In an increasingly digitalized and interconnected world, the rise in cyber-attacks and data breaches has thrust organizations and government agencies into the spotlight.
While organizations may portray themselves as “victims” of cybercrime, stakeholders, partners, employees, and public opinion may view them as having failed in their duty to adequately safeguard their valuable assets and data.
Amidst the myriad of exogenous and endogenous factors that can trigger a crisis, security and data breach concerns have now ascended to the forefront of governments and corporations boards’ agendas.
The four major risks that organizations fear are:
- Financial risk and cash flow control
- Risk to customer/employee personal data and the consequent legal implications
- Risk of service and operations interruption
- Reputation risk
These risks are intertwined, creating a chain reaction with significant implications.
A Forbes Insights Report, in collaboration with IBM, indicated that almost half of all organisations, 46 percent, experienced reputation and brand damage due to a security breach. Additionally, 19 percent had suffered from reputational damage, caused by third-party security breach or IT system failure.
And the financial impact by cost category is the following :
- 29 % Reputation and brand damage
- 21 % Lost of productivity
- 19% Lost revenue
- 12 % Forensics
- 10% Technical support
- 8% Compliance/regulatory
However, the true impact of cyberattacks extends beyond financial metrics, including difficult-to-quantify factors such as credibility loss, diminished client confidence, and eroded trust among employees and partners.
Only organizations that have faced major cyber attacks can truly testify to the enduring damage suffered over the medium and long term.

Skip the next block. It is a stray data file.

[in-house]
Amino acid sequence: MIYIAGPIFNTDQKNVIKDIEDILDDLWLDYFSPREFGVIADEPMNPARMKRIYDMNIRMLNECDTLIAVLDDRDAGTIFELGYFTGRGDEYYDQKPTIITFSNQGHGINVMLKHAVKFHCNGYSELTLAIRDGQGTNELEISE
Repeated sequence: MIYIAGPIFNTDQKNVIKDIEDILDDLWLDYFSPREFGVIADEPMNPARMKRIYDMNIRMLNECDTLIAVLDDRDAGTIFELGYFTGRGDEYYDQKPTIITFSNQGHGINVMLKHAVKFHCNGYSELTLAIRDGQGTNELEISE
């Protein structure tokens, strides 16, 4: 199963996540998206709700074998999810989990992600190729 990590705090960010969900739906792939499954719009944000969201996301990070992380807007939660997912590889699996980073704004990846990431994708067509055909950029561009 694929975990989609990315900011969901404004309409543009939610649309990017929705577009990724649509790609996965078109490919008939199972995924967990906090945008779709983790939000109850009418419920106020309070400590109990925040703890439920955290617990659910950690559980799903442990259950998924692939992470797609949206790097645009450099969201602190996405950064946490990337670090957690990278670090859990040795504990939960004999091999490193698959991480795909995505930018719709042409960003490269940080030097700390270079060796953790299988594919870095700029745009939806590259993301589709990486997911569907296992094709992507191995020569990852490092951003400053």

So, how can organizations avoid making headlines and reduce costs in the event of a cyber attack?
An organization undergoing a cyber attack has 3 deadly enemies:
- The lack of time
- The lack of internal coordination
- The lack of technical and professional knowledge
And 3 friends:
- Cybersecurity culture, beyond awareness
- Business centric crises process and response plans
- Top technologies and trained teams
Within the PPT Framework – People, Process, Technology – the most valuable assets in organizations are its people, particularly in the execution of critical tasks. Employees now handle more sensitive data than ever before.
Following a 2020 study co-published with Professor Jeff Hancock from Stanford University, “Understand the mistakes that compromise your company’s security”, security company Tessian review in 2022 their first figures, after the pandemic era :
- Phishing email : 52% clicked because it looked as though it had come from a senior executive at the company, unlike 41% in 2020;
- Lost of a customer or a client due to an employee sending an email to the wrong person: 29% in 2022, up compared to 20% in 2020;
- Scam via text message : 56% of employees have received a scam via text message, and 32% complied with the request in the scam messages
Education and tailored cyber awareness plans reduce the incidents, protect the reputation and transforme the employees into genuine human firewalls.
But if an unexpected occurs and the crisis is triggered, corporate and operational communication should be considered business as usual. Proactive and informative communication delivered on time is the key to take appropriate response.
Please don’t hesitate to reach out to us for assistance in mitigating cyber risks and enhancing the security of your agency.